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It’s been a while since we’ve posted but the start to 2017 has been great! We closed out 2016 by giving out our WTF Just Happen?!? to friends and family. This batch turned out just as tasty as the 2015 release but we lost .5% on our ABV…we’ll make sure to hit 13% next Holiday Season!
After all the holiday parties we needed a little break but quickly felt a need to brew in late January and decided to make a Porter. This was due to the great response we received on the previous batches and that many beer drinkers don’t gravitate towards Porters even though they are very drinkable. Outside of our first brew we were able to taste our “New” IPA recipe. This is a true hop head IPA because it’s bitter but not tart with strong aromatics. The citrus and earthy flavor from the bittering hops come through on the first sip while the aromatic has a strong tangerine scent provided by the Summit & Simco we dry hopped with for 15 days. This IPA might be a one off because it’s so hoppy compared to our traditional IPA but we’re gathering insight from our amazing taste testers to see if we should repeat it.
Our last update for the new year is probably the most exciting! We had the opportunity to sample our beers (New IPA, Red Ale, Illy Stout & Kölsch) at a Aime’s recording/listening session for Love U off the next chapter of “The Book of David” project. Check out the video below to get a taste of what the session was like:
Bonus video: Aime – 99 (TRFE 99 Minute Video)
All of the holiday festivities prevented us from brewing the past two weekends and we decided we need to make something to keep things going. Since ciders are fairly quick and easy to make we decided this would be the perfect time to satisfy our brewing itch. Even though we started the process we’re still deliberating if we want to make this an apple cranberry strawberry cider or apple cranberry raspberry cider but we can make that decision when we move the “Must” to secondary.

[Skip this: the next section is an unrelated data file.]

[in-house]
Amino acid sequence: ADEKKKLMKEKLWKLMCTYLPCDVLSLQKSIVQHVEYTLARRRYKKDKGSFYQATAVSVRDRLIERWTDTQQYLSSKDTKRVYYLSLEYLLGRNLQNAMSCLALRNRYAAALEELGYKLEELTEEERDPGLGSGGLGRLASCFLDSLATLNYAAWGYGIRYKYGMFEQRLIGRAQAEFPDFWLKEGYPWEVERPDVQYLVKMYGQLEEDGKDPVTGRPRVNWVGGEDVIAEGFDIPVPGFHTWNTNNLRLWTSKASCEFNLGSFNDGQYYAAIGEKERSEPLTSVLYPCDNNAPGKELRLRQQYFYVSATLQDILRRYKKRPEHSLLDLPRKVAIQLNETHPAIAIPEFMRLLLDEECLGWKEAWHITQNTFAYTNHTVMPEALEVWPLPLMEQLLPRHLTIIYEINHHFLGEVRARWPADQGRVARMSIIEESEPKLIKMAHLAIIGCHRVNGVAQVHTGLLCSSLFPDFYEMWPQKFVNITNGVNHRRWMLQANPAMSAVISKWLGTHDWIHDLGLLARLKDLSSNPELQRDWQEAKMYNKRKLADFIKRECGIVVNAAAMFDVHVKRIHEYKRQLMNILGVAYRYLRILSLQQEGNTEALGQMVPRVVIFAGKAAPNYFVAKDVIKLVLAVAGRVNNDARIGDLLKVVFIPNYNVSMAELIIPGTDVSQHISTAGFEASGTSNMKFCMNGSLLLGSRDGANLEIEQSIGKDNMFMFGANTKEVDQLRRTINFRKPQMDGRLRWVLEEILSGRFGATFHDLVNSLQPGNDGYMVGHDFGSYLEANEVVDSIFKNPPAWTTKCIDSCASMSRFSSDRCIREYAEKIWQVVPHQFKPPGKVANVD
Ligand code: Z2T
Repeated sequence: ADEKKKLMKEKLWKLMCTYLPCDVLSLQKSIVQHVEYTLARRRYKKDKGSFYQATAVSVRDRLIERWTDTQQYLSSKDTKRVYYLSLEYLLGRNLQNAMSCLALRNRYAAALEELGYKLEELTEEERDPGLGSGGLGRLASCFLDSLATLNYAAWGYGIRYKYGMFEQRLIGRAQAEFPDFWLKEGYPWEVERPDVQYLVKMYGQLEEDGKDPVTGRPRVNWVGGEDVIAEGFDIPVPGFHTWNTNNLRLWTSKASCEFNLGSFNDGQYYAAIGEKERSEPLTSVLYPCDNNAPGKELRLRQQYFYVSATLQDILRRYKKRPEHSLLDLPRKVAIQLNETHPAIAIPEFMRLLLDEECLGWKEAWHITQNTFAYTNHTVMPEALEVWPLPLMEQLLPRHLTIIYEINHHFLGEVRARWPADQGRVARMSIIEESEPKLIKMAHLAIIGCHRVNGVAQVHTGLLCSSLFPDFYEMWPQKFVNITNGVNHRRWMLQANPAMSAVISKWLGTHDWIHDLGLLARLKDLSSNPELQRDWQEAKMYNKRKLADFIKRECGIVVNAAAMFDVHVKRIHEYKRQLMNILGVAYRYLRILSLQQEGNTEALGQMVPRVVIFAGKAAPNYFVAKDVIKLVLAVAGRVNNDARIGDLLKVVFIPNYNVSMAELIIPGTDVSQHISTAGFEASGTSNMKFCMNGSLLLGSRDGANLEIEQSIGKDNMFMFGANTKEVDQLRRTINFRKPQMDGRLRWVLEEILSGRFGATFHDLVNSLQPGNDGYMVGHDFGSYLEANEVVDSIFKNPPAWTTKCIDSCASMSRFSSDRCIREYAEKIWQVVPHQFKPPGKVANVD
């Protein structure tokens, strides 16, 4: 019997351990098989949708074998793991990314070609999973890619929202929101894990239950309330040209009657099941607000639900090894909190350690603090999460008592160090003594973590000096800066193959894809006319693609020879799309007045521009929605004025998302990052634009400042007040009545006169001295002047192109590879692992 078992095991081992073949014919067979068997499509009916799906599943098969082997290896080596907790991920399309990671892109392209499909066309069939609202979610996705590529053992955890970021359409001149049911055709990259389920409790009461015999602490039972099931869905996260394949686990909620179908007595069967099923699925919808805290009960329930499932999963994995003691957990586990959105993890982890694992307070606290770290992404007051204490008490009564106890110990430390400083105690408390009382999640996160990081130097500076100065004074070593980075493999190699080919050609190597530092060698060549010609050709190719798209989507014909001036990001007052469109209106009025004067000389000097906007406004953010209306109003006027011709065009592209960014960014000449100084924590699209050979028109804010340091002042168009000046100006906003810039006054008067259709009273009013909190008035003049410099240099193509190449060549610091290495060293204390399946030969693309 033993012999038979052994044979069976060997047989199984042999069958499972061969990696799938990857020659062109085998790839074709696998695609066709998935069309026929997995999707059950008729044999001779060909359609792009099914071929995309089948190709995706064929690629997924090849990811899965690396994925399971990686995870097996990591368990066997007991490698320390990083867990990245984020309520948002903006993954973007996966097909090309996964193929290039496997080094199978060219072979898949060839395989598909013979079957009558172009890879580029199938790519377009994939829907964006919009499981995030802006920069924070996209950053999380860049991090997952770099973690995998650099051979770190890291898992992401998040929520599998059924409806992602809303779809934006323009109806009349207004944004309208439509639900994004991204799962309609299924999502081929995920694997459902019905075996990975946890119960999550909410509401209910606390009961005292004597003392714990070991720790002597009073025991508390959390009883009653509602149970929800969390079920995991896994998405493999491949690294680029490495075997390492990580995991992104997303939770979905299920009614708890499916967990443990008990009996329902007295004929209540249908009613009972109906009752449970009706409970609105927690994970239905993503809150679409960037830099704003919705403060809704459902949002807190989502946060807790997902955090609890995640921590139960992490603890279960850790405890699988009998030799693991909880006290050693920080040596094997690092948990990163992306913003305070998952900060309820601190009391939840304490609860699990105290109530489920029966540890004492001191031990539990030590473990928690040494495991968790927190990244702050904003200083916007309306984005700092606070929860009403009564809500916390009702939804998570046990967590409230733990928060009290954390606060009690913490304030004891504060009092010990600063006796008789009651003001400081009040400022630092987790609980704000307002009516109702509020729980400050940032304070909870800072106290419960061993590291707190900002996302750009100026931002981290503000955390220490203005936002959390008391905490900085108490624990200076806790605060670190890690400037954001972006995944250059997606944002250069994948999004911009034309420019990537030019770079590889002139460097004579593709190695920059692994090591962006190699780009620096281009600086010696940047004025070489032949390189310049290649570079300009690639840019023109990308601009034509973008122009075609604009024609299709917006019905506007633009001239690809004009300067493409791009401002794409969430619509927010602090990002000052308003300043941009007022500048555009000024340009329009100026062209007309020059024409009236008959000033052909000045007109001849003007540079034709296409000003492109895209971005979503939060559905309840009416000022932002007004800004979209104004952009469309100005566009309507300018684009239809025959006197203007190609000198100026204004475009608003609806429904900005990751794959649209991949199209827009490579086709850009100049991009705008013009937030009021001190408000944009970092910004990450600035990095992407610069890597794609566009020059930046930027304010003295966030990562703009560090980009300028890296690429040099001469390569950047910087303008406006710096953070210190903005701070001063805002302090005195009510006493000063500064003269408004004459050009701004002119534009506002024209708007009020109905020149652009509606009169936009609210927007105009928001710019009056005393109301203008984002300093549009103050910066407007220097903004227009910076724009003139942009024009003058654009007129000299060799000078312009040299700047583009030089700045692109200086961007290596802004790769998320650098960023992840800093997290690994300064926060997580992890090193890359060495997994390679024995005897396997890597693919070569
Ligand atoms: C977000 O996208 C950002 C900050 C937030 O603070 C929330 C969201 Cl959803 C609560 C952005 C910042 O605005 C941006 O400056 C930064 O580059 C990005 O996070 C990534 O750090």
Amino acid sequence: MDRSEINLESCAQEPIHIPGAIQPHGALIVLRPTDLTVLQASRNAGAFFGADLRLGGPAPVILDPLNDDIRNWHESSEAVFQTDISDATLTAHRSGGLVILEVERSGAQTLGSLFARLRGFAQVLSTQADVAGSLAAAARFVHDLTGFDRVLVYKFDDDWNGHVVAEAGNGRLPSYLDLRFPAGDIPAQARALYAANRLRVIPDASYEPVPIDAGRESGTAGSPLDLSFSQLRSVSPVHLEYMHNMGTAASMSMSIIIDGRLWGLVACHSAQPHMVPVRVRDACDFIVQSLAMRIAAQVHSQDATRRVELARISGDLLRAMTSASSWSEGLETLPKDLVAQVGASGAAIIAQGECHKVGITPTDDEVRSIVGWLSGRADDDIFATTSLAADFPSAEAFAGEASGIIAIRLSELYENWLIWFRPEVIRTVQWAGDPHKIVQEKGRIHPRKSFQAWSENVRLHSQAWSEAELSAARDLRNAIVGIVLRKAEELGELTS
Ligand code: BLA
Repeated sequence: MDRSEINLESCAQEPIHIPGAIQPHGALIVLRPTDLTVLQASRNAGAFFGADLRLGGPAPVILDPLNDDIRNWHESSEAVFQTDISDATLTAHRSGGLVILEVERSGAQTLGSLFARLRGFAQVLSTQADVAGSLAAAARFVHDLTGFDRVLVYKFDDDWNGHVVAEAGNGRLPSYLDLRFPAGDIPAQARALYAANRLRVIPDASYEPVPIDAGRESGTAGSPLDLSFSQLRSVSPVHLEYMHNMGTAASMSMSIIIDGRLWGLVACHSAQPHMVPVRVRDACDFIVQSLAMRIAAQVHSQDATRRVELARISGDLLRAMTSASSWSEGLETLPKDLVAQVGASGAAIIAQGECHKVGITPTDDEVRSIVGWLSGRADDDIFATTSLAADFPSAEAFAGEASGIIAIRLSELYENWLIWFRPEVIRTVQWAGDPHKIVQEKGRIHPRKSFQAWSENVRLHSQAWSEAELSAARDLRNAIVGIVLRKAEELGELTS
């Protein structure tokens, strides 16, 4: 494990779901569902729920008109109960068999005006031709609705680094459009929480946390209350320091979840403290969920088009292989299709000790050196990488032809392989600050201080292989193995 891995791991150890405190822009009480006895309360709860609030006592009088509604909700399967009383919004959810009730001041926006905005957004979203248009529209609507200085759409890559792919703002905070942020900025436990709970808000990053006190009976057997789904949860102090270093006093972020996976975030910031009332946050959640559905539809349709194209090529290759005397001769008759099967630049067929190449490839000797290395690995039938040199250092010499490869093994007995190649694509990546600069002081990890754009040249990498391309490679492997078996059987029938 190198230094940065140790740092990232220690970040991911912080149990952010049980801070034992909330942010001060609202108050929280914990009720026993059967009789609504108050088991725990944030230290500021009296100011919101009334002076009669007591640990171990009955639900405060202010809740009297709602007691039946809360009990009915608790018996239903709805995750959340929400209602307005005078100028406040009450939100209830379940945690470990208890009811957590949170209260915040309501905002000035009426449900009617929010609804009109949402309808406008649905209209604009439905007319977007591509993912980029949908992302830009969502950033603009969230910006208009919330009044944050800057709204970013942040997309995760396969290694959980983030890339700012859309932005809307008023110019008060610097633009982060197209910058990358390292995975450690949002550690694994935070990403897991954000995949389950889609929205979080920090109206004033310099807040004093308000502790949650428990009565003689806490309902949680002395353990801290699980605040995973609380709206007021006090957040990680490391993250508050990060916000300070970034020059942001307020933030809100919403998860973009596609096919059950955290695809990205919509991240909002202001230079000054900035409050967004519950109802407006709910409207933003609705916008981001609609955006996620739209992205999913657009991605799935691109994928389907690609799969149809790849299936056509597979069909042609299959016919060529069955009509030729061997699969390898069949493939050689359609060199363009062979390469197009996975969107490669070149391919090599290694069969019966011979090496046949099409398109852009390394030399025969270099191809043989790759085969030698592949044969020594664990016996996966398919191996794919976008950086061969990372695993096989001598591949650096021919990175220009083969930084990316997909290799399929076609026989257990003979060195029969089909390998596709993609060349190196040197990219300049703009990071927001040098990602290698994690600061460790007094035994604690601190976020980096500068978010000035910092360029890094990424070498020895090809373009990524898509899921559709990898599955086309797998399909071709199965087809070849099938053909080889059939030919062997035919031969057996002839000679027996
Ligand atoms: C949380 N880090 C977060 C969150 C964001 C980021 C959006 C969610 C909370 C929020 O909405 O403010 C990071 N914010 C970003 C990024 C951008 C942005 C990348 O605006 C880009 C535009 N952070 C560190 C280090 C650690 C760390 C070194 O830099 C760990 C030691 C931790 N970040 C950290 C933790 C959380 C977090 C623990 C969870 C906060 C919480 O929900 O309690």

If your not familiar with making ciders here’s our cider making process, cook 4 gallons of store bought cider at 175° for 30 mins. You can also use apple juice but it’s key to make sure Potassium Sorbate is not listed in the ingredients because this stops yeast from converting sugar to alcohol. Once the Must was up to temperature we added a 1lb of brown rice sugar syrup and a 1/4lb of pureed cranberries. Finally we chilled the must with a wort chiller and added a champagne yeast. Once fermentation has slowed down we will move it to secondary, add 1/4lb of cranberries and either 1/2lb of strawberries or raspberries. We’re hoping this will be done by mid February but you can’t force nature. We’ll post an update when it’s completed.
Estimated ABV: 5.5-6%
Our first Stout was a success and the full-body, silky smooth flavor has a slight hint of chocolate right off the bat. We didn’t have a chance to nitro the beer as initially planned but it still came out with some amazing head retention. We wanted to honor the “Stout” women of Philly so were calling it Illy Stout: “Somewhat thick or of heavy build”. We defiantly plan on remaking this one and will likely add a little more sugar to boost the ABV past 5% but all in all we’re happy with the results. Happy brewing and cheers!
Our Düsseldorf Altbier is ready to drink and we learned a few things on our first attempt. We realized with the unexpectedly high weather we should have placed the brew in the fridge during primary fermentation to slow down the process but after letting it keg age and purging with CO2 the flavor developed into what we expected. The final product has good head retention, a spot on golden brown color and an ABV of 4.45%.
Since we’ll be sharing this brew for Friendsgiving, we wanted to honor the amazing Düsseldorf culture by incorporating the Rheinturm into our label. It’s a telecommunications tower located in the heart of the capital city and houses a revolving restaurant and an observation deck at a height of 170 meters.
The Porter is ready, the Porter is ready!!! So from that intro we’re sure you can guess we completed our first Porter. It was done much faster than expected and from brew day to drinking was finished just under 3 weeks. We’re assuming this is due to two things: 1) we used an aggressive strain of Organic Imperial Yeast that coverted sugar to alcohol much faster then we’re accustom; 2) a slightly higher fermentation temperature of around 75°F mixed with a low original gravity(OG) of 1.040 caused the beer to be completed rather quickly.